A working level meeting of the Ship Characteristics Board on 13 December 1957 generated additional desirable characteristics not covered in the BUSHIPS studies. Studies began in January on a new construction tender that became AS-31 along with conversions of the AS 23 and AS 11 classes and a separate "missile support ship," a missile transport converted from the AK 156 (C1-M-AV1) type that would allow reducing missile stowage requirements for the tenders. (This idea reappeared in the FBM conversions of AK 259-260 and AK 279-282.) The Navy soon decided that the revised characteristics precluded the conversion of the AS 23 type, which lacked enough ship volume, while the AS 11 conversion could meet most of the proposed characteristics. Design work for the new construction HUNLEY (AS-31) proceeded in parallel with that for the AS 11 class conversion (PROTEUS, AS-19, SCB 190).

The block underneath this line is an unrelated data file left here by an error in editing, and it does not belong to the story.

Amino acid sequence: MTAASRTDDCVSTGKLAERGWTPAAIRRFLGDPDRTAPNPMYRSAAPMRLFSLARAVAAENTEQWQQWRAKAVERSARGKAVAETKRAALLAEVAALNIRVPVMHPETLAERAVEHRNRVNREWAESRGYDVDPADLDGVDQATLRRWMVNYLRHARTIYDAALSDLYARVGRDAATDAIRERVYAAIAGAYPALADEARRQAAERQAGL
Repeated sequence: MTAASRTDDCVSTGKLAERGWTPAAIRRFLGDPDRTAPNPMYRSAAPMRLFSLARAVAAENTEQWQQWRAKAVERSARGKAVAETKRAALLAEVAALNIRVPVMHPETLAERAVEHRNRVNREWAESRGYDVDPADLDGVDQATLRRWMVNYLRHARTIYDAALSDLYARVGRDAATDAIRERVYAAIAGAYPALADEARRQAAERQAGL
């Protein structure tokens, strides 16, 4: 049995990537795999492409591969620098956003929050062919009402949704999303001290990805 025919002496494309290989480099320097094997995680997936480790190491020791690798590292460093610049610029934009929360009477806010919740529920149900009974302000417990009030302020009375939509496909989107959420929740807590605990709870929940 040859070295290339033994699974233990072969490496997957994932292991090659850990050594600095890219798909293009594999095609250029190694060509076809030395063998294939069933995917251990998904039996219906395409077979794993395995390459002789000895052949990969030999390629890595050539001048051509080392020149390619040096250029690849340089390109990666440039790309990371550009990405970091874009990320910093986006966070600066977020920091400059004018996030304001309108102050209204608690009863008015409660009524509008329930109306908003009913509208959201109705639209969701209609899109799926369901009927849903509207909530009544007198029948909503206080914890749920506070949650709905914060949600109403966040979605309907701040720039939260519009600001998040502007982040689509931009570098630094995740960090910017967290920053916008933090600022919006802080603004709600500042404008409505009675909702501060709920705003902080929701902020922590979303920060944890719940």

On 13 February 1958 BUSHIPS summarized the result of new quick feasibility studies for a new construction tender. Schemes I and II were 564-foot by 76-foot designs that used the basic hull and machinery of the MARINER type merchant ship while Scheme III was a completely new 585-foot by 80-foot design that also used the basic MARINER propulsion machinery. Schemes I and II fell short in some areas (Scheme I in nuclear reactor work and Scheme II in missile stowage and relief crew accommodations), while Scheme III could meet all characteristics. The tending facilities in the new designs duplicated those developed for the PROTEUS conversion except that the habitability standards were upgraded to meet present day standards (although facilities for the relief crews only had to meet the requirements for troops embarked in amphibious warfare surface ships and not for ship's company). Rear Admiral Raborn (BUORD Special Projects) had insisted that the ship have stowage space for off-loading a full load of 16 missiles from a submarine in addition to carrying the 18 replacement missiles, a requirement that was met in Scheme I (35 tubes) and Scheme III (36 tubes). BUSHIPS Code 1500 (Rear Admiral Rickover) insisted that the tender be able to do reactor maintenance up to and including replacement of reactor fuel elements, a demand that BUSHIPS initially resisted but eventually accepted.